After a false start by Craig Pickering of Great Britian, the race got off. Derrick Atkins continued his fine sprinting with a 10.04 for first. Asafa Powell of Jamaica looked calm and relaxed, running 10.08. Slovenia’s Matic Osovnikar ran 10.17 for third and Marc Burns of Trinidad took the final qualifying spot in sem one with his time of 10.21.
2003 World Champion Kim Collins did not qualify for the final, finishing fifth in 10.21, a seasonal best. Craig Pickering of Great Britian, after a fine season of sprinting, ran 10.29 for sixth, and did not qualify for the final. Brendan Christian of Antigua ran 10.29 in seventh, and Nobuharu Asahara of Japan, who ran 10.20 for a pesonal best in round one, and has been on Japanese television for the last 24 hours, ran 10.36 and did not advance to the finals.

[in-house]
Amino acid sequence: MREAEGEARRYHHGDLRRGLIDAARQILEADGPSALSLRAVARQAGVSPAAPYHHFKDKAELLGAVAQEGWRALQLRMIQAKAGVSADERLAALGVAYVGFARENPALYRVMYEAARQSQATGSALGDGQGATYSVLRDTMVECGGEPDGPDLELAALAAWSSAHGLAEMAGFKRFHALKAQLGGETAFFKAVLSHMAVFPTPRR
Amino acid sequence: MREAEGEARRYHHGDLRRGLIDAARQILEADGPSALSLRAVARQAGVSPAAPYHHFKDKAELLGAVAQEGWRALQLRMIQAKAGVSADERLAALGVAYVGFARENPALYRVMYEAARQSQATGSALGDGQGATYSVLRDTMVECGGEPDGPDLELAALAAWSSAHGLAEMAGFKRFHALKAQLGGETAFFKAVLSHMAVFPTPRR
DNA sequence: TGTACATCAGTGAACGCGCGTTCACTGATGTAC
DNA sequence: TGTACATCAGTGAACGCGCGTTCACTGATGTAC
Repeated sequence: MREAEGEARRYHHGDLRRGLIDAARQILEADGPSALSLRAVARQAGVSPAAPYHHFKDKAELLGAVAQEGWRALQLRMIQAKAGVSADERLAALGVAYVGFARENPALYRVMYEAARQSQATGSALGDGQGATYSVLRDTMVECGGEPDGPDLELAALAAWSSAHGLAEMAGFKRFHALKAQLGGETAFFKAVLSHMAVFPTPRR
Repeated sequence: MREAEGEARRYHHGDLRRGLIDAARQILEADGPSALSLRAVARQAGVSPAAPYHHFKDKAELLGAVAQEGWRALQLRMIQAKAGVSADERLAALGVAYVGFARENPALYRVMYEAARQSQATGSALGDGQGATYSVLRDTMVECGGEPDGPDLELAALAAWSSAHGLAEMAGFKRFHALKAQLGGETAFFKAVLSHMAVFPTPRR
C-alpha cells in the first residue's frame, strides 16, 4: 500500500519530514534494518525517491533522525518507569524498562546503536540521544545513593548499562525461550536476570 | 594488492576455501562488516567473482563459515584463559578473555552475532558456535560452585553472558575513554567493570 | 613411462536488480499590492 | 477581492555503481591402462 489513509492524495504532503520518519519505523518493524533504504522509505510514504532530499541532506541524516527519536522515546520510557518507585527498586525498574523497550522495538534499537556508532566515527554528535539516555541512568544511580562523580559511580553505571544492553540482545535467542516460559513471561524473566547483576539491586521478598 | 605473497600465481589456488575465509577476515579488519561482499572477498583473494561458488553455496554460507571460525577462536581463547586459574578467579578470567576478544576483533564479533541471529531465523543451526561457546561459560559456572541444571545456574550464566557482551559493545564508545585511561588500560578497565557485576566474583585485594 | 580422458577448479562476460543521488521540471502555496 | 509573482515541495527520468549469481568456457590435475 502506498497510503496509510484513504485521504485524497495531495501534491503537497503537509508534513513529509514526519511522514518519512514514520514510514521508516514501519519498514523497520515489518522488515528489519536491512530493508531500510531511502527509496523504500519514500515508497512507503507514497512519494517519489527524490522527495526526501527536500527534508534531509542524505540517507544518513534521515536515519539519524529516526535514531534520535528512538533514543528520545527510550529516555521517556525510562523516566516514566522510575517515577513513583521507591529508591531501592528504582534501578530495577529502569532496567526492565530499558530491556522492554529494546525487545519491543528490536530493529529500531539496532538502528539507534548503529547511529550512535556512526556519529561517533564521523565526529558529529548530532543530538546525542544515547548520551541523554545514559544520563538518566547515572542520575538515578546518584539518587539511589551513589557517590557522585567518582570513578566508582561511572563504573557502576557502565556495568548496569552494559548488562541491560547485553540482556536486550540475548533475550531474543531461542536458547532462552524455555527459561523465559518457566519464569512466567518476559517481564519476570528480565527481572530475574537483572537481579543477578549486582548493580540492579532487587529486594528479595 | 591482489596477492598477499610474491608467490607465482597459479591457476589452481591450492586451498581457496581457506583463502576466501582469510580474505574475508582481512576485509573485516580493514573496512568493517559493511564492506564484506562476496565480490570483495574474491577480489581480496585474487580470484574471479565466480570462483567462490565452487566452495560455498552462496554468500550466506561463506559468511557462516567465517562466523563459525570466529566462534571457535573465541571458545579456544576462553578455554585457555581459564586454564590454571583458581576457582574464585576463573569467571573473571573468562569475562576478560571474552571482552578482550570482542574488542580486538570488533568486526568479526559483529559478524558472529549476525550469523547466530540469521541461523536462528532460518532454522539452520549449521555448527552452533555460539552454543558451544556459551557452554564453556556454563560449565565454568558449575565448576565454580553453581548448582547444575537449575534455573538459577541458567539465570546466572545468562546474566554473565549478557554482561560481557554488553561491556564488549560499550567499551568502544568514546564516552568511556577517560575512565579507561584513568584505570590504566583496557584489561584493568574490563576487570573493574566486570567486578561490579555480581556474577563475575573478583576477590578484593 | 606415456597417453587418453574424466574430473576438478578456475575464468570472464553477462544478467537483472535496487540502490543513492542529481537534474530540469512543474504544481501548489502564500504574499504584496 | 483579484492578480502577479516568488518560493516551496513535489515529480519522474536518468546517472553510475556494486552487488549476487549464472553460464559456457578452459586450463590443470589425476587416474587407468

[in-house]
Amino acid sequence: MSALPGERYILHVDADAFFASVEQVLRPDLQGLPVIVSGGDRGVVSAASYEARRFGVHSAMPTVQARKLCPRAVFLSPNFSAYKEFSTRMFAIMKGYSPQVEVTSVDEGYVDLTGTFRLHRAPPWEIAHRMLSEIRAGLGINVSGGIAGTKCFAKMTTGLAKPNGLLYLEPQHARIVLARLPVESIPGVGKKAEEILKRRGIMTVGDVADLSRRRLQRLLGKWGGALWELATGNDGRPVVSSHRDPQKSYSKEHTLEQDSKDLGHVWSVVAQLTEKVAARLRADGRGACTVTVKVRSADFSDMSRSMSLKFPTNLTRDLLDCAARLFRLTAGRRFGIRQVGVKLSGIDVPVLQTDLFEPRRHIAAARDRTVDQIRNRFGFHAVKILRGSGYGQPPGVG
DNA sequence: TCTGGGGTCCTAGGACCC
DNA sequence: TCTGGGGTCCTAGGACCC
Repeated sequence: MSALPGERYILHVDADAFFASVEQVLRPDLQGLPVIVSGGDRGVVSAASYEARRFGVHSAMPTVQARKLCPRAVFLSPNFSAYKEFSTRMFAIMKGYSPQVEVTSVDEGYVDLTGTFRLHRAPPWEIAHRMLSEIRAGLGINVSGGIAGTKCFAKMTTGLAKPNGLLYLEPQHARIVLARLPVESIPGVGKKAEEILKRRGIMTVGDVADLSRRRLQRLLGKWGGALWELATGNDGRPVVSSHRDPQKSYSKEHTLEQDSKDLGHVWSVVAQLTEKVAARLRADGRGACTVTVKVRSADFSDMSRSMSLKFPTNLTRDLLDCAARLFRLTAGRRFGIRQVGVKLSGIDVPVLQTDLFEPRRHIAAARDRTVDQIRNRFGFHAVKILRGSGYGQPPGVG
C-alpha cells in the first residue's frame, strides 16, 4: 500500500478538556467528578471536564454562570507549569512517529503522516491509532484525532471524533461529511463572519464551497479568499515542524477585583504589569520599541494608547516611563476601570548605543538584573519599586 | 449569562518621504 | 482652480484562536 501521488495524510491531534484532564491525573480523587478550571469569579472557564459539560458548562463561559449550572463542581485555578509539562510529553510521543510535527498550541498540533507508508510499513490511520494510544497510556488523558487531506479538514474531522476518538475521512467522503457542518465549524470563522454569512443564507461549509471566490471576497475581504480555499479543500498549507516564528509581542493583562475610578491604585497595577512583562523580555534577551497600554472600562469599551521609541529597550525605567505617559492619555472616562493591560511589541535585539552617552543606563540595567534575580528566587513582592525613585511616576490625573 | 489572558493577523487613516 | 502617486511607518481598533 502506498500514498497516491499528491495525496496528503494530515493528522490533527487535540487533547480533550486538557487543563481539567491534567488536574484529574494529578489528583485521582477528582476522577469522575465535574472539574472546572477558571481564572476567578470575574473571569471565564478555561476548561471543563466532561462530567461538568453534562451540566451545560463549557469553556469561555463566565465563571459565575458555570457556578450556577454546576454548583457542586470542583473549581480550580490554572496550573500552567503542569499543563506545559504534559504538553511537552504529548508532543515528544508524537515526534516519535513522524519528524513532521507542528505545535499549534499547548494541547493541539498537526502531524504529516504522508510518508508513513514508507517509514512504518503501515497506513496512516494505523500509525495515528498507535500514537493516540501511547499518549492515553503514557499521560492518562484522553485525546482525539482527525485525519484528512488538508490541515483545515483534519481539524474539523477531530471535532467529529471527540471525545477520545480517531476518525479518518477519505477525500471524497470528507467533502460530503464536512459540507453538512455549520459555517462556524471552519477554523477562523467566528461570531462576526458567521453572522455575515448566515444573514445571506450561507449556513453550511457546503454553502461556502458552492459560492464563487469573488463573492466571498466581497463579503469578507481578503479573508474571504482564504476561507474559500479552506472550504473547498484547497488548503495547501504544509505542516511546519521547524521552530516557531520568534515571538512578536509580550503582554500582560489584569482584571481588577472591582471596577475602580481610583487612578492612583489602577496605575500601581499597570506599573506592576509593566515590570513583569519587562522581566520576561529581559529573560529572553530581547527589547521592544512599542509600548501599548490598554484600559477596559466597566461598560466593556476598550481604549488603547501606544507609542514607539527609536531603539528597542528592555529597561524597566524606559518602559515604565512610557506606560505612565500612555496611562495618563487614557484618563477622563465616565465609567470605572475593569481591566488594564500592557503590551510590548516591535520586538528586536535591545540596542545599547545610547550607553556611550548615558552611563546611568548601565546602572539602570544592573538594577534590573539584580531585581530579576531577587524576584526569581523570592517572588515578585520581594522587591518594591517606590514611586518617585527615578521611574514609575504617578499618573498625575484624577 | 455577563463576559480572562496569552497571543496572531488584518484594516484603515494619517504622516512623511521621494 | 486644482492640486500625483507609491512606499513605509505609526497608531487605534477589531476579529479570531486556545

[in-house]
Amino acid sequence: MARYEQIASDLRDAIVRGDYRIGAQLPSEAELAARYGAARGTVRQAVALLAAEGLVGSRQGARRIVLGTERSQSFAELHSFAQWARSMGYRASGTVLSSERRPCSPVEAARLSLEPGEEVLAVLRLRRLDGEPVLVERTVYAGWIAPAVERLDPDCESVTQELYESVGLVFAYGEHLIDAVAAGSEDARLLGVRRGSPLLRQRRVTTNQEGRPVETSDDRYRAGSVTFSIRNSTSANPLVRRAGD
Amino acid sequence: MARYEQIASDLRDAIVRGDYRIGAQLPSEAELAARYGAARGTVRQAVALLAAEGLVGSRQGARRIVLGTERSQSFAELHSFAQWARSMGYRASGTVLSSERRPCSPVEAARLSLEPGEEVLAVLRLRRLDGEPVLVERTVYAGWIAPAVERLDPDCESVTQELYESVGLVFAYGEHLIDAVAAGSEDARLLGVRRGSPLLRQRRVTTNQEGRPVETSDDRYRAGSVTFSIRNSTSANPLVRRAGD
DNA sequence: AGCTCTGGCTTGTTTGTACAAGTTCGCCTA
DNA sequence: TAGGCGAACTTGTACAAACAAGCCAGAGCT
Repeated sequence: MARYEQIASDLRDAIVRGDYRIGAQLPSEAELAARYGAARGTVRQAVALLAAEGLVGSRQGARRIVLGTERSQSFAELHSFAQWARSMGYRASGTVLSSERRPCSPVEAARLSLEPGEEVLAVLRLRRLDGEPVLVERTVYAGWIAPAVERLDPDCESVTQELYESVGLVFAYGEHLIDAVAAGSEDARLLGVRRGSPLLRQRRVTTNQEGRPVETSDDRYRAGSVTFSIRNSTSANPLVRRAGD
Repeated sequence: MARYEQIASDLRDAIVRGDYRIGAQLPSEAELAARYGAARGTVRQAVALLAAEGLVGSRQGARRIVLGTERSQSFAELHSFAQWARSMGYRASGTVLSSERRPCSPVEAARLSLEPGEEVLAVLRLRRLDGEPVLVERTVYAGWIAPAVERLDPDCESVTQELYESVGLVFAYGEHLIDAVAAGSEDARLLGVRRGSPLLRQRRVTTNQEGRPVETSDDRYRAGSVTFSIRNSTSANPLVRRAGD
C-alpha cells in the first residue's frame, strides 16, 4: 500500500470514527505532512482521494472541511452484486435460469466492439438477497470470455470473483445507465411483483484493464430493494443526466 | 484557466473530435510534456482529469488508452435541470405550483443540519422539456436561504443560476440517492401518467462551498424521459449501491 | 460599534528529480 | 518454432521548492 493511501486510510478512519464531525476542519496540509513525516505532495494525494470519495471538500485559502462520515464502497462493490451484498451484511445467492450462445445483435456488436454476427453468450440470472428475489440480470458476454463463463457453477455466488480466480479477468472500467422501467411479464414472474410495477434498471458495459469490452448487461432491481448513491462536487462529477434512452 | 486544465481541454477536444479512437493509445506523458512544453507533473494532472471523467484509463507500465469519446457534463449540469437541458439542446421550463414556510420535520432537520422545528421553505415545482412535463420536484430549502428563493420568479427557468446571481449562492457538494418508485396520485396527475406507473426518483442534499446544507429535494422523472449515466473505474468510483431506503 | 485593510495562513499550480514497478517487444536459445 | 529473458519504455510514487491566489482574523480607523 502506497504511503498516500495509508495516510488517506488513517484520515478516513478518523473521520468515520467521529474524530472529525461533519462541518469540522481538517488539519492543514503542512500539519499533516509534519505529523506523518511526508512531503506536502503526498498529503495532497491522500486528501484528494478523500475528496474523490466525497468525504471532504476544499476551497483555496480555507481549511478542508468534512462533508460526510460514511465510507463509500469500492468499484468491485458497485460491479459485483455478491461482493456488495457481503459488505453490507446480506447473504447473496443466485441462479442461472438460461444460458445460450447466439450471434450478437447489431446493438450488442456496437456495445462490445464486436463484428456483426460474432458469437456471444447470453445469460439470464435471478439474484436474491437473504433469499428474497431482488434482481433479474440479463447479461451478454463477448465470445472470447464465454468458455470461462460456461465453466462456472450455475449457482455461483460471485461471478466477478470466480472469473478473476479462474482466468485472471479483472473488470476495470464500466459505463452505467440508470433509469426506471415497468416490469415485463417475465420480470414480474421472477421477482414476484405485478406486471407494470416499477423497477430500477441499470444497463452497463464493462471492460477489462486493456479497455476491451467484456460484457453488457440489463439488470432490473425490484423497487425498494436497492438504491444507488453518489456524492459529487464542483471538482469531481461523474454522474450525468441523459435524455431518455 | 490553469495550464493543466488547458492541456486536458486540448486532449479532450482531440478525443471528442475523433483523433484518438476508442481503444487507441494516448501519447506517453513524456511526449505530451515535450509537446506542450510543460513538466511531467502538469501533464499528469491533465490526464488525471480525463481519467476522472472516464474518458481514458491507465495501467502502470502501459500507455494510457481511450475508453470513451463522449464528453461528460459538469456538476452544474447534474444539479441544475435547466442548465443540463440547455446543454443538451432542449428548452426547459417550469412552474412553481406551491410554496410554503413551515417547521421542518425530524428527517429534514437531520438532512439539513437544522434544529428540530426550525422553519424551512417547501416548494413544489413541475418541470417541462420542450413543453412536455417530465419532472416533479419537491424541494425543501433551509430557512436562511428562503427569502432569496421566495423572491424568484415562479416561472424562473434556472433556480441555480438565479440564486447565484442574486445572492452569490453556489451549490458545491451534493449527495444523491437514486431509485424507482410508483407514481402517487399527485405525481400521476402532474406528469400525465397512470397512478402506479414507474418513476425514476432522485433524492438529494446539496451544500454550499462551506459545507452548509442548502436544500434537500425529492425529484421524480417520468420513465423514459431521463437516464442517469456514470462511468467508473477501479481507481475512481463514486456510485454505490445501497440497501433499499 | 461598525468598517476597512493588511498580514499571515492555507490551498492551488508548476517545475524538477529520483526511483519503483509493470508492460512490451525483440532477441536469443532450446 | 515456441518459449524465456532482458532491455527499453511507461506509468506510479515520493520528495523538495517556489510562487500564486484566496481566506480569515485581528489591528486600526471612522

Tyson has his game face on. He took his time getting settled in the blocks, and then ran his race, taking the second semi final in 10.00, the fastest time of all the qualifiers.
Marlon Devonish of Great Britian continued to be dangerous, with his fine 10.12 and second place. Churandy Martina of Netherland Antilles ran 10.15 for third and Olusoji A. Fasuba of Nigeria took the fourth and final position for the final from this semi, running 10.18.
Mark Lewis-Francis of Great Britian ran 10.19 for fifth and did not move to the final. Anson Henry of Canada, ran a seasonal best of 10.20 for sixth and did not move on. Nesta Carter of Jamaica ran 10.28 for seventh and Clement Campbell of Jamaica took eighth in 10.28 and did not move on to the final.
The next two hours for the sprinters has to be tough. Recovering, staying focused. The way the athletes work is that they warm up 90 minutes out, then sit in room for half an hour, then return to stadium. Not conducive for much else than worrying, the key is to contain one’s emotions, focus on the present and remember what they are here for.